This calls for the AU to design PCRD interventions on the understanding that the framework remains an inherently political process. Such interventions involve active and consistent interaction with political actors through strategic engagements, including through the AU Peace and Security Council.
Thirdly, while coordination of PCRD processes, notably SSR, is a prerogative of national actors, the AU, ECOWAS, the UN and international partners could enhance strategic coordination and provide complementary technical support. This could be achieved by, for example, reinforcing the legitimacy and capacity of national coordination mechanisms. A starting point would be identifying appropriate entry points and strengthening structures of coordinating SSR processes.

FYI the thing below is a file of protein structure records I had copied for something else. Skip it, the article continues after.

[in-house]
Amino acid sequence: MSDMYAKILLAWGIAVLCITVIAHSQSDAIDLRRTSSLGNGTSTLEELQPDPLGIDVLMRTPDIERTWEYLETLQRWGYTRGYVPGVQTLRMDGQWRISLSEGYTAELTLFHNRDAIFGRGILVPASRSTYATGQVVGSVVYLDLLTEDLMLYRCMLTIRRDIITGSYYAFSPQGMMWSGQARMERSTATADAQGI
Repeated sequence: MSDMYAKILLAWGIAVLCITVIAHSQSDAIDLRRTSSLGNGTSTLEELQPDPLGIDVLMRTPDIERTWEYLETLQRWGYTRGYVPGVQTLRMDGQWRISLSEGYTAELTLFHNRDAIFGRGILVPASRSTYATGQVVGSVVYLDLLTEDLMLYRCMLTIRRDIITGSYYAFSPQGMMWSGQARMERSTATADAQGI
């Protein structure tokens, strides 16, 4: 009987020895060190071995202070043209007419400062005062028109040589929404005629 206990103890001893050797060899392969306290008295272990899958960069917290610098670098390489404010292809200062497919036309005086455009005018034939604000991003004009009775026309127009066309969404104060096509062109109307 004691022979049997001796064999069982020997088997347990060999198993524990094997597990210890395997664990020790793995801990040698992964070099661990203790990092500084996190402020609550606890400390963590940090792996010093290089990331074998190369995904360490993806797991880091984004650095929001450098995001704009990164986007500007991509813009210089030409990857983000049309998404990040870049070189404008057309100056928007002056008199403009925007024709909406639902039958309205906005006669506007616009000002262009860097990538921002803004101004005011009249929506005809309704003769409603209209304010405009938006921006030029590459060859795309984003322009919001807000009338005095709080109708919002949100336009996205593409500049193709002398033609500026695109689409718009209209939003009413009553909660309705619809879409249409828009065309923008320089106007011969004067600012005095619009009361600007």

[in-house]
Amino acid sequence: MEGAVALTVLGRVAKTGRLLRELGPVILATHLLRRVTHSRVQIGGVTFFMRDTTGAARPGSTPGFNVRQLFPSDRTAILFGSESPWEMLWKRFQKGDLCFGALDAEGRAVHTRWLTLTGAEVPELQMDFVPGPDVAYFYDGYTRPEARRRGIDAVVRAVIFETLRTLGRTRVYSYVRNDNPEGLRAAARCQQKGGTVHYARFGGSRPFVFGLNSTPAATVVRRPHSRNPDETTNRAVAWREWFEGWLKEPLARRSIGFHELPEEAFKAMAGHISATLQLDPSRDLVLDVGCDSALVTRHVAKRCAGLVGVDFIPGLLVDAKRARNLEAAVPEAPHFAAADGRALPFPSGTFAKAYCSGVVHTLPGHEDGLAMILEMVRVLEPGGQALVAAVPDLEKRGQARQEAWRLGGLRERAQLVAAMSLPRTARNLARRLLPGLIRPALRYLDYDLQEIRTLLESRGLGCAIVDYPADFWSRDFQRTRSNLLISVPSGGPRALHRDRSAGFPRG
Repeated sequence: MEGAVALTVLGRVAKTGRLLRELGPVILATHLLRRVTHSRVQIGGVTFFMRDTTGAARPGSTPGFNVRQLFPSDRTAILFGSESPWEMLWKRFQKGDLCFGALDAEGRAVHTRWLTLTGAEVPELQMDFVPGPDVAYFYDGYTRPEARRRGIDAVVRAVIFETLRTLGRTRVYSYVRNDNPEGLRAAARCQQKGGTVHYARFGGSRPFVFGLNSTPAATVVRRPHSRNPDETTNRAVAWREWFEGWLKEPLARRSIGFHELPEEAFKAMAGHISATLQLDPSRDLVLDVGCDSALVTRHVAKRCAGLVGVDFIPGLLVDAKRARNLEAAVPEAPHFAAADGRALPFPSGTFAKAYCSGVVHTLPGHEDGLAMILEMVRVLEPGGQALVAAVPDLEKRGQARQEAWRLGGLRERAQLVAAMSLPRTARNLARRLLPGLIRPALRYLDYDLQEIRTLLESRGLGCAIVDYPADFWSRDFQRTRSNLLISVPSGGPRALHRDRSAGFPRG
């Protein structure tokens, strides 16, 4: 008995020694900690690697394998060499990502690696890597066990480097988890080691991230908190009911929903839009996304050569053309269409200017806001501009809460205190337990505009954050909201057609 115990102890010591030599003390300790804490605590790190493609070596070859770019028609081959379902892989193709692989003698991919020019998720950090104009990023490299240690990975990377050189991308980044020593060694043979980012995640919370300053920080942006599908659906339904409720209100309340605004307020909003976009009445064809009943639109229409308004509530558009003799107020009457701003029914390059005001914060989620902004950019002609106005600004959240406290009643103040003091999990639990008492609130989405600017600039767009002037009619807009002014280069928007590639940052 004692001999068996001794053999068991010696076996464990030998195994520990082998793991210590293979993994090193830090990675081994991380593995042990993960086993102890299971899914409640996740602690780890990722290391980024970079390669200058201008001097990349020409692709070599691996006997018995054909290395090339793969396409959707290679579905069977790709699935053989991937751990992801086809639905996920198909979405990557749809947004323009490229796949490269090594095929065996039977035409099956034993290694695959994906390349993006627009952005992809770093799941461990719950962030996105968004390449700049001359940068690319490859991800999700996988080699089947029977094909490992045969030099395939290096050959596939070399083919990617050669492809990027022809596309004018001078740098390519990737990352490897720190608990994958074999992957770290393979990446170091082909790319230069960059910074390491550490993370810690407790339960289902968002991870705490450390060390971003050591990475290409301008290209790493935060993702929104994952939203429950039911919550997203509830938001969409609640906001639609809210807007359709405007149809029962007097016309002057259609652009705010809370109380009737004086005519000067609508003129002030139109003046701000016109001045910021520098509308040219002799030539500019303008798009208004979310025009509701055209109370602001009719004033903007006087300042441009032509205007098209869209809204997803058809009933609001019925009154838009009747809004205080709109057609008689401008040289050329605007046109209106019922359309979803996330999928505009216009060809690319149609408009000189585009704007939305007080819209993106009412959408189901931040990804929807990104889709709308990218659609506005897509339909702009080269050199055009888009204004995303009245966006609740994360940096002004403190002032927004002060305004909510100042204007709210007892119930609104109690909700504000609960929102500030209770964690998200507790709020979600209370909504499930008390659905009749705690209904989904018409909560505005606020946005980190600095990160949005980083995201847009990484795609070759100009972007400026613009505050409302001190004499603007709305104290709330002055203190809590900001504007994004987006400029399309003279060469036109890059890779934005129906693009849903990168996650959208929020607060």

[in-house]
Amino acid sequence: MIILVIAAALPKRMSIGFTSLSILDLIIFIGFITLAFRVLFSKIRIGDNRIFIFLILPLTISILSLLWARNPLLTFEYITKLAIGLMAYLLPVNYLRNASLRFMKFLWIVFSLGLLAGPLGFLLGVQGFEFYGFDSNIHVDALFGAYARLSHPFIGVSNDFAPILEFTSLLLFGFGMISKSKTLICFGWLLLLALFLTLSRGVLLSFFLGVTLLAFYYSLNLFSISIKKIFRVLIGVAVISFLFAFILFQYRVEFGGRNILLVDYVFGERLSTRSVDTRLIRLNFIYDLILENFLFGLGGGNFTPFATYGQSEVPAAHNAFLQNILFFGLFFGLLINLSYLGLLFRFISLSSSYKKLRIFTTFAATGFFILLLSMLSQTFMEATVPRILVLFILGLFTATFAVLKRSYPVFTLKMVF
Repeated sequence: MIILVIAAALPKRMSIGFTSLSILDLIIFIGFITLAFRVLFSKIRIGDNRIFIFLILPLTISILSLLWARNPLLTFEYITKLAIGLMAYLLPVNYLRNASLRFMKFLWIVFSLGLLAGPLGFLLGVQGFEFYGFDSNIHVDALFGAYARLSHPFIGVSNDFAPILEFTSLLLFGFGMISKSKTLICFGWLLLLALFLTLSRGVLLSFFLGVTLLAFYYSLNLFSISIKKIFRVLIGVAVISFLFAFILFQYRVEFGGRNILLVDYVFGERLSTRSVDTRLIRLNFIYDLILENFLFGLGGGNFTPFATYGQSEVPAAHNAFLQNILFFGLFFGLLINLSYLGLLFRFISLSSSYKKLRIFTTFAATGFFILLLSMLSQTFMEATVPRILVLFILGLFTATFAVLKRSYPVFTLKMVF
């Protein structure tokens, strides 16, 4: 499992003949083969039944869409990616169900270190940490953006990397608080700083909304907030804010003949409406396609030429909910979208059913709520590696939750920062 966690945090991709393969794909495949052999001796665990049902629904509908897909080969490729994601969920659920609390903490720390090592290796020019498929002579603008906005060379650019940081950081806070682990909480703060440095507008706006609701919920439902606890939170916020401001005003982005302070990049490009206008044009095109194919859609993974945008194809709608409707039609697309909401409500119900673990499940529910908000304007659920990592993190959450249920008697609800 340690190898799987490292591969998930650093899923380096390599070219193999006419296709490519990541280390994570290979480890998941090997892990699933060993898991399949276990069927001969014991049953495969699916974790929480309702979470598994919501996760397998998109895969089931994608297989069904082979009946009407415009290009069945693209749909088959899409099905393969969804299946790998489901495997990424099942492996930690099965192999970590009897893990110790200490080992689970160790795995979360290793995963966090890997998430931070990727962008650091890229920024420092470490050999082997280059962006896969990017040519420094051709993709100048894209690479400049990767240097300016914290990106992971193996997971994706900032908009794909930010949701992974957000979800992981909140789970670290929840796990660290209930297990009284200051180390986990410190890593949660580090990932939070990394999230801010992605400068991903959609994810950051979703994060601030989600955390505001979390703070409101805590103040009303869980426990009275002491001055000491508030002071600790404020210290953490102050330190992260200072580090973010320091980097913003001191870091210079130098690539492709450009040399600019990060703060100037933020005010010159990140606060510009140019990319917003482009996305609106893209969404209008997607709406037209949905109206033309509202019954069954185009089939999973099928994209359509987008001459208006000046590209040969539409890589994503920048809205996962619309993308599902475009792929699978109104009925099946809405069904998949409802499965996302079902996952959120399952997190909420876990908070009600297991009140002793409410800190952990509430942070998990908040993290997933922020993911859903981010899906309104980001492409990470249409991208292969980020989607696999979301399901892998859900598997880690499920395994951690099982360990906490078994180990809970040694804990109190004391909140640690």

Lastly, AUTSG's experience further underscores the enduring imperative to address the AU's PCRD financing challenges. The mission used fewer resources than a larger mission or an office, but PCRD – a long-term, resource-intensive process – could not be completed within its two-year mandate and with donor-dependent funding.
The deployment shows that the AU could adopt an increasingly pragmatic PCRD approach in a policy context that departs from the original thinking underlying the framework. However, small, agile and embedded teams have shown to be effective for integrated implementation of the different PCRD pillars. But PCRD efforts also need to pay attention to strategic engagement and financial sustainability.